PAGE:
Smooth & Sweet Coconut Almond Butter: Better than roasted nuts
Nut butters. Slathered on fruits or celery, spread across a toasted slice of organic coconut bread or savored guiltily right from the spoon, there is something about the slightly sweet aroma and satisfyingly smooth texture of nut butters that is so alluring. I love opening a fresh jar of the stuff- dipping the knife into the the beautiful golden oil pooled at the top and churning the smoothly ground bits of nuts into a savory spread. Love it, that is, until I look at the label. In all of their perceived deliciousness, most store bought nut butters are made with processed nuts and are l-o-a-d-e-d with junky oils, addictive sugars and questionable additives that are far from healthy. Learn how to make your own soaked almond butter at home or find a quality brand to enjoy the full breadth of nutritional benefits and flavors these lip-smackingly good spreads have to offer.
Notes on Nuts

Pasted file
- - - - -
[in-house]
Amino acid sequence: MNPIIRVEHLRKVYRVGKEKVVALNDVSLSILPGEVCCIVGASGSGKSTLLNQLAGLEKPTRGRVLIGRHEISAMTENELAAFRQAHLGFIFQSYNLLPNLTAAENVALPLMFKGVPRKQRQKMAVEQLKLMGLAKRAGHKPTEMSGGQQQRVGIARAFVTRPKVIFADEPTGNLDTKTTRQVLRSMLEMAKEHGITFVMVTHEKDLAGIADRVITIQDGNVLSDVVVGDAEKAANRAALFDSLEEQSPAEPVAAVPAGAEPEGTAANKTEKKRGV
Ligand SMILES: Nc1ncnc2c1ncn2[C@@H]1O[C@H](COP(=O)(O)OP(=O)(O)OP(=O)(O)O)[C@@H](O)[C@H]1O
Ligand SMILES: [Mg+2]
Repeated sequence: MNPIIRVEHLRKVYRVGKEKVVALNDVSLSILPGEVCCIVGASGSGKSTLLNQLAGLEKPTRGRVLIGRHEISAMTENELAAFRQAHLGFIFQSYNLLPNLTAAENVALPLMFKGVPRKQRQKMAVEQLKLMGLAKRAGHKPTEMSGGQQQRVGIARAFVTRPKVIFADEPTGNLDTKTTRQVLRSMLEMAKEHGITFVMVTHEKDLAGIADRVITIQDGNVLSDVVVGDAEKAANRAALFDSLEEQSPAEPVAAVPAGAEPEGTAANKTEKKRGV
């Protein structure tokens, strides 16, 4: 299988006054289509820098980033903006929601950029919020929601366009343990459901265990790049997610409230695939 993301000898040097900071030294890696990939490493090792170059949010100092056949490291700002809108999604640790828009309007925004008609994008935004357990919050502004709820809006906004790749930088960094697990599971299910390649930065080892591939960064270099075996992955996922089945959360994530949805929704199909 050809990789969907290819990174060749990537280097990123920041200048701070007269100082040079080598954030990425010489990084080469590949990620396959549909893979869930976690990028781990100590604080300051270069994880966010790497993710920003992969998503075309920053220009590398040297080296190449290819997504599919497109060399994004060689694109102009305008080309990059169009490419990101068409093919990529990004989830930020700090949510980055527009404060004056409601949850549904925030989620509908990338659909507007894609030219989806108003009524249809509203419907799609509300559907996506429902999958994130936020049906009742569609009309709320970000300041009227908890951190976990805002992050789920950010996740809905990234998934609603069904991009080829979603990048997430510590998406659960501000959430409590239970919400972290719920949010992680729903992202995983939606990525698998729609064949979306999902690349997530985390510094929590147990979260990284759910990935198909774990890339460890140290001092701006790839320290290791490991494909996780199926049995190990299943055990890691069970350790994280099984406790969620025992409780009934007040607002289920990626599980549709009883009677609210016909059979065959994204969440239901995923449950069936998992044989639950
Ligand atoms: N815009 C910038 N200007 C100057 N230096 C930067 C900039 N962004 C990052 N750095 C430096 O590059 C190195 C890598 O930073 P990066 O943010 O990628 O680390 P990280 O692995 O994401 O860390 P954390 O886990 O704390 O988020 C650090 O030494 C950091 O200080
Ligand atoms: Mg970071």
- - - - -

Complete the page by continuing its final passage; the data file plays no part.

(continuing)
Amidst all of the ferocious and often unforgiving debates about “healthy” food going on out there, most people would give a copacetic nod to almonds, agreeing that these powerful little tidbits are a valuable source of nutrition. Proteins, essential fatty acids, fiber, trace minerals, phytonutrients, vitamins and antioxidants- all packed in to small slivers of versatile, satisfactory goodness. Almonds are among the most popular nuts with the highest protein content (20% of total calories) and many phytonutrients including catechin, protocatechuic acid, methylquercetin, p-hydroybenzoic acid, flavonoids, vanillic acid, resveratrol and kaempferol. What better way to snack than flipping almonds into your mouth or eating a scoop of almond butter? What most people fail to realize however, is that among the plethora of boxed, jarred and bagged almond-y flavored products out there, few are the real thing.